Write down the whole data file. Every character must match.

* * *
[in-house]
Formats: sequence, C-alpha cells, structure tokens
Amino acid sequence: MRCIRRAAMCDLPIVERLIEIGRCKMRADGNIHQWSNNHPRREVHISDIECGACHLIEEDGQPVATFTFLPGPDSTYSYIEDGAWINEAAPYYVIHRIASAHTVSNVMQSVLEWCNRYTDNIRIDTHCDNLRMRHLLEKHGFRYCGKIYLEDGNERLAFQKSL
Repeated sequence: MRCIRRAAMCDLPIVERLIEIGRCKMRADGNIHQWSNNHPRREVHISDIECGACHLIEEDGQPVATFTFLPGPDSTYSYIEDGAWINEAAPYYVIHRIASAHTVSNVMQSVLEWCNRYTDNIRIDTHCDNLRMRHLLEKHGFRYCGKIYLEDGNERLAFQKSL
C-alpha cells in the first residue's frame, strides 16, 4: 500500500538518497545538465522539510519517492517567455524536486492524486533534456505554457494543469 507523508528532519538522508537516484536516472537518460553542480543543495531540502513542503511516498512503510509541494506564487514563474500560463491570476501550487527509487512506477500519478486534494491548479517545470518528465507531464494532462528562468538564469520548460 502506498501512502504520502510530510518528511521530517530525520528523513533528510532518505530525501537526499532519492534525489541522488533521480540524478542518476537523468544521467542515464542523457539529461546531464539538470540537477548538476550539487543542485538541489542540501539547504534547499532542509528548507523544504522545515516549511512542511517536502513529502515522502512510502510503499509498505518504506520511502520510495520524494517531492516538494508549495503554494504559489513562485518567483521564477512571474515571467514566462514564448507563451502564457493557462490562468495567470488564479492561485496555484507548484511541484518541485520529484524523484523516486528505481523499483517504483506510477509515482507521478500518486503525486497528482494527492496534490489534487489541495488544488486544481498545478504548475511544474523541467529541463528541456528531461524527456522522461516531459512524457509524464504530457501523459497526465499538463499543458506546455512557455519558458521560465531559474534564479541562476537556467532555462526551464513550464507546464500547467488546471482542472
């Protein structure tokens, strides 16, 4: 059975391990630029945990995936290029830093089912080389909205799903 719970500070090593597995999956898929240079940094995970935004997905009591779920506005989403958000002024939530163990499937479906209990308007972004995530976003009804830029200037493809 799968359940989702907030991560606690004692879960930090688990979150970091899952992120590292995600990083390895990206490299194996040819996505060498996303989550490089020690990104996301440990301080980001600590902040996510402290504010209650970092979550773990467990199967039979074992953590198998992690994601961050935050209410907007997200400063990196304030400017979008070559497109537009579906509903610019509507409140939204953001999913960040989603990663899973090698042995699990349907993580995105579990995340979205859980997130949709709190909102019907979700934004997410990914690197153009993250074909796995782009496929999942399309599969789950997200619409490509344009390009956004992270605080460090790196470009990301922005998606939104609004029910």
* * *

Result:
[in-house]
Formats: sequence, C-alpha cells, structure tokens
Amino acid sequence: MRCIRRAAMCDLPIVERLIEIGRCKMRADGNIHQWSNNHPRREVHISDIECGACHLIEEDGQPVATFTFLPGPDSTYSYIEDGAWINEAAPYYVIHRIASAHTVSNVMQSVLEWCNRYTDNIRIDTHCDNLRMRHLLEKHGFRYCGKIYLEDGNERLAFQKSL
Repeated sequence: MRCIRRAAMCDLPIVERLIEIGRCKMRADGNIHQWSNNHPRREVHISDIECGACHLIEEDGQPVATFTFLPGPDSTYSYIEDGAWINEAAPYYVIHRIASAHTVSNVMQSVLEWCNRYTDNIRIDTHCDNLRMRHLLEKHGFRYCGKIYLEDGNERLAFQKSL
C-alpha cells in the first residue's frame, strides 16, 4: 500500500538518497545538465522539510519517492517567455524536486492524486533534456505554457494543469 507523508528532519538522508537516484536516472537518460553542480543543495531540502513542503511516498512503510509541494506564487514563474500560463491570476501550487527509487512506477500519478486534494491548479517545470518528465507531464494532462528562468538564469520548460 502506498501512502504520502510530510518528511521530517530525520528523513533528510532518505530525501537526499532519492534525489541522488533521480540524478542518476537523468544521467542515464542523457539529461546531464539538470540537477548538476550539487543542485538541489542540501539547504534547499532542509528548507523544504522545515516549511512542511517536502513529502515522502512510502510503499509498505518504506520511502520510495520524494517531492516538494508549495503554494504559489513562485518567483521564477512571474515571467514566462514564448507563451502564457493557462490562468495567470488564479492561485496555484507548484511541484518541485520529484524523484523516486528505481523499483517504483506510477509515482507521478500518486503525486497528482494527492496534490489534487489541495488544488486544481498545478504548475511544474523541467529541463528541456528531461524527456522522461516531459512524457509524464504530457501523459497526465499538463499543458506546455512557455519558458521560465531559474534564479541562476537556467532555462526551464513550464507546464500547467488546471482542472
């Protein structure tokens, strides 16, 4: 059975391990630029945990995936290029830093089912080389909205799903 719970500070090593597995999956898929240079940094995970935004997905009591779920506005989403958000002024939530163990499937479906209990308007972004995530976003009804830029200037493809 799968359940989702907030991560606690004692879960930090688990979150970091899952992120590292995600990083390895990206490299194996040819996505060498996303989550490089020690990104996301440990301080980001600590902040996510402290504010209650970092979550773990467990199967039979074992953590198998992690994601961050935050209410907007997200400063990196304030400017979008070559497109537009579906509903610019509507409140939204953001999913960040989603990663899973090698042995699990349907993580995105579990995340979205859980997130949709709190909102019907979700934004997410990914690197153009993250074909796995782009496929999942399309599969789950997200619409490509344009390009956004992270605080460090790196470009990301922005998606939104609004029910």